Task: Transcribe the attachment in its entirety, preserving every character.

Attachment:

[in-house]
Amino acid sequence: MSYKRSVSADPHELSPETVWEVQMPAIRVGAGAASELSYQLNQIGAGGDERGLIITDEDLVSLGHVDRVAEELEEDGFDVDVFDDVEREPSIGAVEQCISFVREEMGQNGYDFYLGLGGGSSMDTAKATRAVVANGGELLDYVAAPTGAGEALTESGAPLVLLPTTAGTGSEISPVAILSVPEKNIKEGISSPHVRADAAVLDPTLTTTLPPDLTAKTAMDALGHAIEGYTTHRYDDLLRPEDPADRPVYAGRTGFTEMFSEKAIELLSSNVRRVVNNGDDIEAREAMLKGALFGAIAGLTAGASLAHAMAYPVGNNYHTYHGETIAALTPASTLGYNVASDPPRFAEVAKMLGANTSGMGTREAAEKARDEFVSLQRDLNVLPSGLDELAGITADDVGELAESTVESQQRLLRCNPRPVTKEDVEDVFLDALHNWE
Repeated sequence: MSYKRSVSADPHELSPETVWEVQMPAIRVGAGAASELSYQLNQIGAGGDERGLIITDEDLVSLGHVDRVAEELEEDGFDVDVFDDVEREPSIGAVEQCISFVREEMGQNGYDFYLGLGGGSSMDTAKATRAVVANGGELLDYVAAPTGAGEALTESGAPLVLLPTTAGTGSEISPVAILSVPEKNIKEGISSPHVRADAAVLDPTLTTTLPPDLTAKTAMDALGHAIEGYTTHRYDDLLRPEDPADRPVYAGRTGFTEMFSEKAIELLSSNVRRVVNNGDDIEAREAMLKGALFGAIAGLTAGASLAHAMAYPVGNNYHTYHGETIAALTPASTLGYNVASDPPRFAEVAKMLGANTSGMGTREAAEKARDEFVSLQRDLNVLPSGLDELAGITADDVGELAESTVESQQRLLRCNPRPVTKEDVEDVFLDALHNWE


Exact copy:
[in-house]
Amino acid sequence: MSYKRSVSADPHELSPETVWEVQMPAIRVGAGAASELSYQLNQIGAGGDERGLIITDEDLVSLGHVDRVAEELEEDGFDVDVFDDVEREPSIGAVEQCISFVREEMGQNGYDFYLGLGGGSSMDTAKATRAVVANGGELLDYVAAPTGAGEALTESGAPLVLLPTTAGTGSEISPVAILSVPEKNIKEGISSPHVRADAAVLDPTLTTTLPPDLTAKTAMDALGHAIEGYTTHRYDDLLRPEDPADRPVYAGRTGFTEMFSEKAIELLSSNVRRVVNNGDDIEAREAMLKGALFGAIAGLTAGASLAHAMAYPVGNNYHTYHGETIAALTPASTLGYNVASDPPRFAEVAKMLGANTSGMGTREAAEKARDEFVSLQRDLNVLPSGLDELAGITADDVGELAESTVESQQRLLRCNPRPVTKEDVEDVFLDALHNWE
Repeated sequence: MSYKRSVSADPHELSPETVWEVQMPAIRVGAGAASELSYQLNQIGAGGDERGLIITDEDLVSLGHVDRVAEELEEDGFDVDVFDDVEREPSIGAVEQCISFVREEMGQNGYDFYLGLGGGSSMDTAKATRAVVANGGELLDYVAAPTGAGEALTESGAPLVLLPTTAGTGSEISPVAILSVPEKNIKEGISSPHVRADAAVLDPTLTTTLPPDLTAKTAMDALGHAIEGYTTHRYDDLLRPEDPADRPVYAGRTGFTEMFSEKAIELLSSNVRRVVNNGDDIEAREAMLKGALFGAIAGLTAGASLAHAMAYPVGNNYHTYHGETIAALTPASTLGYNVASDPPRFAEVAKMLGANTSGMGTREAAEKARDEFVSLQRDLNVLPSGLDELAGITADDVGELAESTVESQQRLLRCNPRPVTKEDVEDVFLDALHNWE